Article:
There comes a point when the norm-breaking, destructive behavior of a politician is no longer his responsibility alone, but that of his enablers. We’ve seen this with Donald Trump for the past five years. The very same politicians of his own party who once denounced him before he was elected are now numbers in his political harem, as Bob Woodward details in his new book, debasing themselves at his command for the short term power grab he affords. The hell with endangering democratic norms, the hell with protecting institutional civility.
We saw the very same dynamic at work this week on the much smaller scale of the Flagler County Commission. That scale became even smaller and more contemptible thanks to Commission Chairman Dave Sullivan and fellow-Commissioner Don O’Brien. They allowed Joe Mullins to get away with publicly insulting Commissioners Greg Hansen and Charlie Ericksen. O’Brien and Sullivan refused to join Hansen and Ericksen to censure him.
We’ve always known that Mullins is a vulgar little arrested adolescent who gets off on demeaning others and flashing his money to grease his narcissism. He doesn’t know governance from gumbo, but he knows how to buy his vassals. Early on he bought off County Administrator Jerry Cameron in a slick deal that cleared Cameron’s mortgage, ironically placing the administrator forever in the commissioner’s debt. Mullins threw money at a PR company O’Brien’s son owns and has been a loud backer of Sullivan’s and O’Brien’s reelection campaigns. I could understand how scared they were to endanger that. But as the commission’s two more thoughtful men, I didn’t think they’d debase themselves to the point of licking his boots while turning their back on Hansen and Ericksen, and of course on the commission itself and what it represents.
It wasn’t just their astonishing refusal to censure Mullins–or Sullivans’s nonsensical refusal to let the public weigh in on the motion–but the rationale they spoke, that leaked venality. Respect for the commission, and therefore voters, was irrelevant. They made it all about themselves. Basically, as long as Mullins isn’t coming for them, they’re going to give him cover.
“He without sin, go ahead and cast the first stone,” O’Brien said, cherry-picking scriptures before turning to a pile of stones and hurling them at fellow-Commissioner Greg Hansen, who has been critical of Mullins. O’Brien spent more time stoning Hansen than he did setting Mullins straight. He might’ve paid more attention to scriptures’ admonition against double-minded people, not to mention its cautions against the arrogance of self-aggrandizers.
Here’s O’Brien massaging the indefensible when he was asked about his stance at Wednesday’s Tiger Bay forum: “I specifically did not vote for a resolution of censure because I felt that it was a document that had no weight of law and no penal effect whatsoever. But I felt that my words and my comments were, you know, just as strong as a resolution would have been and got the job done in terms of communicating how I felt.”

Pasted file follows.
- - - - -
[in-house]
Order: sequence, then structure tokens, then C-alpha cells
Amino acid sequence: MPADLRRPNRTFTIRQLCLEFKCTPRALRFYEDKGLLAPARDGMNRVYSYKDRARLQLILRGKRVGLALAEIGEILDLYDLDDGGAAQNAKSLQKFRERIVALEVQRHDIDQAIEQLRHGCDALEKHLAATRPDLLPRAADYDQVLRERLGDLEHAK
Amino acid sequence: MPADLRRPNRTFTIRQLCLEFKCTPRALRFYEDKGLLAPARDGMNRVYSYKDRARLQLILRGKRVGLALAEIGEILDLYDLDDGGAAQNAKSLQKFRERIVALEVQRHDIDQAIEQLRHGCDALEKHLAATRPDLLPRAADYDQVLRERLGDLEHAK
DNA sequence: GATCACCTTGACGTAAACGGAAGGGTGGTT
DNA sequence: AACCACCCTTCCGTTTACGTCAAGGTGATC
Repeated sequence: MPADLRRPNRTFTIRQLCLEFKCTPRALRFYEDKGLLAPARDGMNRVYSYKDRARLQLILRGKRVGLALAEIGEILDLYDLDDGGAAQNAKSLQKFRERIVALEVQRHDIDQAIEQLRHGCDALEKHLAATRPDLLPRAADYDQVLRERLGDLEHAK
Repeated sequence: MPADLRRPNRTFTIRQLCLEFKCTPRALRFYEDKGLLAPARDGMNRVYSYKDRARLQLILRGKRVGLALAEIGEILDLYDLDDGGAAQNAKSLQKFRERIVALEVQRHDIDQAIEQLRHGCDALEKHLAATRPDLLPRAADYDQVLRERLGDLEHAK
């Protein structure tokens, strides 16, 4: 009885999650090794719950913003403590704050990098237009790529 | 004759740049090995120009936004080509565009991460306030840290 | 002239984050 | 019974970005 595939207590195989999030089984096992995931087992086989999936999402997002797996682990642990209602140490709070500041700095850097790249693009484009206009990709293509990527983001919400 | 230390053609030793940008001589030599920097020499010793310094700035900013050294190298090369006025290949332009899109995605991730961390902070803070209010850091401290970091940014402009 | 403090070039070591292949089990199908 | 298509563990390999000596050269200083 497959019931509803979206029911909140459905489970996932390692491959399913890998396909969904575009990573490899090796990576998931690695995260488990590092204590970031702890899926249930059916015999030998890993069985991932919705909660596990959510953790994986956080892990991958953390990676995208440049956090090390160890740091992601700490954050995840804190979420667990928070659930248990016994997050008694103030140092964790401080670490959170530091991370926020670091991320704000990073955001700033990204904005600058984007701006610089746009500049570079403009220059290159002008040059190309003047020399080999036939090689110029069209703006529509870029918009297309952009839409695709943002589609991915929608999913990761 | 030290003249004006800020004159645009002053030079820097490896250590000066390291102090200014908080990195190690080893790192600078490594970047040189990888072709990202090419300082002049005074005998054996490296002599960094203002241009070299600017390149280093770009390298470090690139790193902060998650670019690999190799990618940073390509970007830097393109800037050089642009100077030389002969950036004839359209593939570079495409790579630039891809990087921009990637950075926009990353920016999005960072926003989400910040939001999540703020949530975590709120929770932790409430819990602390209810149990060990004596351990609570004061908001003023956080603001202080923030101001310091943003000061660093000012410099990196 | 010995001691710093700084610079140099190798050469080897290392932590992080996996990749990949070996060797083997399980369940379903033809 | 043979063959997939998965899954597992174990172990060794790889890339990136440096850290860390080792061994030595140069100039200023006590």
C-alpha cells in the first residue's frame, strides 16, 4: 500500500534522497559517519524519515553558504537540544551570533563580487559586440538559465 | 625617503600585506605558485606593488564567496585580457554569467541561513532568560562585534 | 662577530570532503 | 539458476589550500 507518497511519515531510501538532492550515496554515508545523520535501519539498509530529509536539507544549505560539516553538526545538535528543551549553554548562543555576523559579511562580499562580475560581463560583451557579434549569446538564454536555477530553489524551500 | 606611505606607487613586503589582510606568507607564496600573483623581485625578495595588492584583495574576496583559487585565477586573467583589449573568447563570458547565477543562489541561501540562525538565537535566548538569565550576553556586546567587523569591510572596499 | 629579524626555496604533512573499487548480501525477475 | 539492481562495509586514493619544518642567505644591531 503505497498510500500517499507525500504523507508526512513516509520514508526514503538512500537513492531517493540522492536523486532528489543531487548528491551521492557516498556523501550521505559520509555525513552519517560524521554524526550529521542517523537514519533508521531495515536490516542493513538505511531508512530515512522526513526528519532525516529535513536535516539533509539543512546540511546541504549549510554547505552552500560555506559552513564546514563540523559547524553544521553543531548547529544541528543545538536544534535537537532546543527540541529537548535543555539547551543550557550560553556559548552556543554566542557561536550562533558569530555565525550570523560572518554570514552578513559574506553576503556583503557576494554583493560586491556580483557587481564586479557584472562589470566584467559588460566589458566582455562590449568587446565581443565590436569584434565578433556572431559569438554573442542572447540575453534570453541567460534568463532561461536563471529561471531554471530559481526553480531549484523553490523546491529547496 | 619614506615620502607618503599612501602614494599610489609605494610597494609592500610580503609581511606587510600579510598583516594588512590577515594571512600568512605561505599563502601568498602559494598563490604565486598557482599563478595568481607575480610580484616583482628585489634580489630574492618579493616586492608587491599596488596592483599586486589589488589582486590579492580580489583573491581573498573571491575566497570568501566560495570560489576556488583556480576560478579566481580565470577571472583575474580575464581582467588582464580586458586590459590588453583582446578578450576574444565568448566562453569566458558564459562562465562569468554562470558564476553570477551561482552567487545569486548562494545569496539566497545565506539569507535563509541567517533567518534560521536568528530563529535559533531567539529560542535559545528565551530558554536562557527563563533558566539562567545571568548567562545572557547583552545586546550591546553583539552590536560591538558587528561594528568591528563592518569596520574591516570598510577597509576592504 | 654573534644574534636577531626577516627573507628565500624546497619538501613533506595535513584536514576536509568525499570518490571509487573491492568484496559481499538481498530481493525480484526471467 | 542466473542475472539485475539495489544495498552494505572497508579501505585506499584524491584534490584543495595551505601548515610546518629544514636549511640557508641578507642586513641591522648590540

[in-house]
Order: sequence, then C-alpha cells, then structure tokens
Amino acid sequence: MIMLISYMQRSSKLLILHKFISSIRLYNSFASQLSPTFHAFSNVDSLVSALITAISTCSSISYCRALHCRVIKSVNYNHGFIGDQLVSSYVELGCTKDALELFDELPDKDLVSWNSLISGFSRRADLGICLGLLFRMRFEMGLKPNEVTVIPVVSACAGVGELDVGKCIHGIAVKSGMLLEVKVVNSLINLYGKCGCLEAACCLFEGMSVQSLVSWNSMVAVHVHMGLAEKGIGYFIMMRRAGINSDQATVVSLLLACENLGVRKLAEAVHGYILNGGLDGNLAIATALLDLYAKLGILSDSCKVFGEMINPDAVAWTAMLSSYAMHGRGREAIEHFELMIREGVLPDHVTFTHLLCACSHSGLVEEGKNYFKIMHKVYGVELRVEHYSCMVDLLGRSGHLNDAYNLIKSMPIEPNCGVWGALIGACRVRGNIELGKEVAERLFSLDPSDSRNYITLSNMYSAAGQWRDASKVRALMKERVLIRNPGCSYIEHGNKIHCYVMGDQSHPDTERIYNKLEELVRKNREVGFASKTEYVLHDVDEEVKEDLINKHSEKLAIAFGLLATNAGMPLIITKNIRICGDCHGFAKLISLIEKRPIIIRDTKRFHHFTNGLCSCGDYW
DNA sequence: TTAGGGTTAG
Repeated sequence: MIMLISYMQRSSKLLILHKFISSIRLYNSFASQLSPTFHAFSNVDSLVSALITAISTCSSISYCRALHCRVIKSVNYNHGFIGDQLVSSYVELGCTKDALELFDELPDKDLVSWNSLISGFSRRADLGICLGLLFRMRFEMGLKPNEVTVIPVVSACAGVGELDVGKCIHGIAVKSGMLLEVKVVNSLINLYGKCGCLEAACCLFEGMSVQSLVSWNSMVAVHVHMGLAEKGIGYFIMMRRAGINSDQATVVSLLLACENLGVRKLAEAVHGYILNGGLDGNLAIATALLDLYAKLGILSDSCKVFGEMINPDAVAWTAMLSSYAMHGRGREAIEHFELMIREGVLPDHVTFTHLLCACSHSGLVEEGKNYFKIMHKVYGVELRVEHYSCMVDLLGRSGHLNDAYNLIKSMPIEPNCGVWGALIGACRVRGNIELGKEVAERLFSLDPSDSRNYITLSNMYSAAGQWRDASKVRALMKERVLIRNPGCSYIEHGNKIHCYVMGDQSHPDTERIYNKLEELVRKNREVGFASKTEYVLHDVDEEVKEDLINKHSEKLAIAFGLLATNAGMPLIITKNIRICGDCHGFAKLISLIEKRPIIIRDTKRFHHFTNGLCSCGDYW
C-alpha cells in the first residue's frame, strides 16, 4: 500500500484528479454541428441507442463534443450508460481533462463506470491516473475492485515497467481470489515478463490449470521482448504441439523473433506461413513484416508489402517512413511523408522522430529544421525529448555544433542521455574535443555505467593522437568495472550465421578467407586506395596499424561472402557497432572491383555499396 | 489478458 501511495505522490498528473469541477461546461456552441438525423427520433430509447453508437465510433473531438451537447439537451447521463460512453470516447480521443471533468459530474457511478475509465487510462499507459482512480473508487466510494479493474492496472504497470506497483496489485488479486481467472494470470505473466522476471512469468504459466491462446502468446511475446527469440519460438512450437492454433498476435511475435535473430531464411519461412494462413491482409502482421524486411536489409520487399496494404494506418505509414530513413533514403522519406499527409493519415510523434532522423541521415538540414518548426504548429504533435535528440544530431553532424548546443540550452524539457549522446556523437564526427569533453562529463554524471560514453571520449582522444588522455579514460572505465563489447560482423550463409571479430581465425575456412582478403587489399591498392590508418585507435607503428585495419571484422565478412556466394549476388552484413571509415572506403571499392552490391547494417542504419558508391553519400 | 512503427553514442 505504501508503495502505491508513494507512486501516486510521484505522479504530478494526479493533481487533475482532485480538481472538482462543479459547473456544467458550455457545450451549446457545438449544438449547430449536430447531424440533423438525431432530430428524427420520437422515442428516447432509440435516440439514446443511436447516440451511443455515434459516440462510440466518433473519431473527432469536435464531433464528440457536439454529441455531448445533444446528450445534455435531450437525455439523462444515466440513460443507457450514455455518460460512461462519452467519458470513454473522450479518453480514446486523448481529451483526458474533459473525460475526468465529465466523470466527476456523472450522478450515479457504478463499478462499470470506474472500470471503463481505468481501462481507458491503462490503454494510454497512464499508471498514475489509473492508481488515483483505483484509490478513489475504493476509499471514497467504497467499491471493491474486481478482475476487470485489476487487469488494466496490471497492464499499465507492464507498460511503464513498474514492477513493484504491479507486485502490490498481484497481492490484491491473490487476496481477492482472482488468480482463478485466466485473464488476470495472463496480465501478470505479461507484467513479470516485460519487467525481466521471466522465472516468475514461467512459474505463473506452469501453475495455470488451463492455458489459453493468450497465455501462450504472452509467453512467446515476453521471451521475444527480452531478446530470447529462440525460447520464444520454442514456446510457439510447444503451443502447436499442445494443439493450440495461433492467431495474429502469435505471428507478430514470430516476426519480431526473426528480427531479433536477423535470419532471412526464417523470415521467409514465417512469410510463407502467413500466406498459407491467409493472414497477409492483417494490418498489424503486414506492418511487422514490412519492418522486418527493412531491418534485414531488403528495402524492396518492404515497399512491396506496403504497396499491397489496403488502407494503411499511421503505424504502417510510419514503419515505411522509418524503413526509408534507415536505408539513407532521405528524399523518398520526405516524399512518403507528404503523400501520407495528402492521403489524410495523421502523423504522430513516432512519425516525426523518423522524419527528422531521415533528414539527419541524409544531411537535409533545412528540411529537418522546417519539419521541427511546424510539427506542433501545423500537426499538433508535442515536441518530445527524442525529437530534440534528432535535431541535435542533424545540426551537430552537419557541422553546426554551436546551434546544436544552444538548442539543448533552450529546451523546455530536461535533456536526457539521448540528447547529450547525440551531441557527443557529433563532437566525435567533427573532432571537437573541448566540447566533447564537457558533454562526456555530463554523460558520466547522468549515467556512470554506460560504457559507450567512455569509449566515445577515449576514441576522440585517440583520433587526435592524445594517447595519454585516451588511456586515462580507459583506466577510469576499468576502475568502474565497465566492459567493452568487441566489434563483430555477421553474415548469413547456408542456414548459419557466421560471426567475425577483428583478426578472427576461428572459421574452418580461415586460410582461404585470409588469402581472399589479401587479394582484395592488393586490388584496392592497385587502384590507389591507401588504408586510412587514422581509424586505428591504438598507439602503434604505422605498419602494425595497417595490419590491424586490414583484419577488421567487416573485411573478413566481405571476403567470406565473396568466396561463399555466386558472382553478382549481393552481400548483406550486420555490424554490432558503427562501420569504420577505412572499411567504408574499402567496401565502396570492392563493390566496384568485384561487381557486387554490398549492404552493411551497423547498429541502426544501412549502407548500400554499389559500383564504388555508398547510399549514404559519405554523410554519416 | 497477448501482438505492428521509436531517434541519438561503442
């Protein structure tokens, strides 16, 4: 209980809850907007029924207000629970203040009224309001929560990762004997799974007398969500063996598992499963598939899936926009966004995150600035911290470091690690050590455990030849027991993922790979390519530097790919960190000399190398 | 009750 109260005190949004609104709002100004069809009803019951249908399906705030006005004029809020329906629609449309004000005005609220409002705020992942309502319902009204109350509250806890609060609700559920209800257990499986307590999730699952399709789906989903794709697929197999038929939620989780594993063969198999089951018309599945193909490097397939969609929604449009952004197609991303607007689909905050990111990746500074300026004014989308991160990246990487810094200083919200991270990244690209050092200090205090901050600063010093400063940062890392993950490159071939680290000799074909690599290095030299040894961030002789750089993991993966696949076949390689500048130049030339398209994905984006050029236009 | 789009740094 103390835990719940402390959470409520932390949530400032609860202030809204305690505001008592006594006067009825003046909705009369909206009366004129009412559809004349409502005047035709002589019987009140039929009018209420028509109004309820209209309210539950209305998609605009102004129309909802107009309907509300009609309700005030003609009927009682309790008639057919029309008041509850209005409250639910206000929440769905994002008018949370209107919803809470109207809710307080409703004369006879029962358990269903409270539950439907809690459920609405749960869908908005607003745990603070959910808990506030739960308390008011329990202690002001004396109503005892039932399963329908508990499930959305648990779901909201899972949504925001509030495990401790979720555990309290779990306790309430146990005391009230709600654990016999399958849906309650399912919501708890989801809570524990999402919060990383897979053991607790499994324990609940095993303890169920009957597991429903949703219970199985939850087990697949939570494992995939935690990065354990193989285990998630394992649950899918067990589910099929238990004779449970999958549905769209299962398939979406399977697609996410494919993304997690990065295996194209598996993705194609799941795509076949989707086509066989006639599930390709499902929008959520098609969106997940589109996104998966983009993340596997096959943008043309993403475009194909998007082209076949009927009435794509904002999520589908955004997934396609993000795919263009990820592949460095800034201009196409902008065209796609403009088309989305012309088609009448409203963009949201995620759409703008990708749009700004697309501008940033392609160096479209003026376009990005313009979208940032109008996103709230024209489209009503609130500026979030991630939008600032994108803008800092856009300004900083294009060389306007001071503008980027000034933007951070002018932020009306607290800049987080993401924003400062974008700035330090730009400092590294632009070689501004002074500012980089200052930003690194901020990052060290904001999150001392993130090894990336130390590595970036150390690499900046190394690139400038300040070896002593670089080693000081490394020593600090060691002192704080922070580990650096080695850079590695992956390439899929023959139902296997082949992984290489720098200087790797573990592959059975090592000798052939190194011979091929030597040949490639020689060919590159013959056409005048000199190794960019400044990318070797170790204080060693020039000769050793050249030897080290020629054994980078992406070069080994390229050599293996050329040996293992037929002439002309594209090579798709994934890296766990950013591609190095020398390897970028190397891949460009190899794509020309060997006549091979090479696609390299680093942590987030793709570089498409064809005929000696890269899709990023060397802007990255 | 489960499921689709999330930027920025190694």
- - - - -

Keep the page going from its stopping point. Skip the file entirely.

O’Brien’s claim that a censure has no weight of law is a rubbish deflection. The state Supreme Court censures lawyers and judges from time to time without going further, without removing them or suspending them, because the weight of the court behind that motion represents the weight of the state, and is enough to send a message that respect for the institution is paramount. That’s what Hansen and Ericksen were asking for. That’s what O’Brien refused to do while hiding behind his red herring. The way he put it, he actually thinks that his own words have more effect than the institutional words of a commission resolution. Maybe next time the commission adopts a resolution honoring veterans or decrying racism, they should just let Daniel Webster O’Brien speak his own words instead and leave it at that.
Sullivan’s reasoning was equally self-absorbed. He’d learned that in a century of commission history there’d never been a censure vote, which is not surprising when you consider that in a century of commissioners there’d never been a specimen as abject as Joe Mullins. But Sullivan sent a message. He didn’t care about the institution. What he cared about was his record. “I personally as chairman don’t want to be the chairman who’s the chairman when we voted to censure someone,” Sullivan said, again making it all about himself. The hell with the commission as an institution and with the voters it represents.
Both Sullivan and O’Brien had spent the weekend before the meeting furiously figuring out with Cameron’s administration how to get Hansen to back off and protect Mullins from a censure that could’ve caught the governor’s attention and led to more serious consequences. The deal was done by the time they got to the meeting, their lawyered acquittal a Babel of double-talk. For good measure they even had Mullins vote on the censure motion.
For a moment there I thought he just might apply to the situation Steps 2, 4, 5, 7, 8, 9 and 10 of his 12-step program and vote for censure. But that would have presumed nobility from an ignoble man. Of course he voted no. Days later at Ericksen’s retirement lunch Mullins got him a gift certificate for a massage. I doubt he grasped the irony. But it was as emblematic a gift as any from a man who’s turned a majority of the commission into his own massage parlor.
Mullins is quick to remind us every chance he gets that he’s a recovering addict, even repeatedly using the county’s PR office to play himself up on that score. As he well knows, addiction is often and unfortunately exacerbated by its enablers. That’s what Sullivan and O’Brien are to Mullins, and not for the first time. Last December and again in February they both refused to draw a line against his attacks on constituents, emboldening him instead. They are cowering enablers of his bigotry, his bullying, his indecency. Mullins must be laughing all the way to his next offense.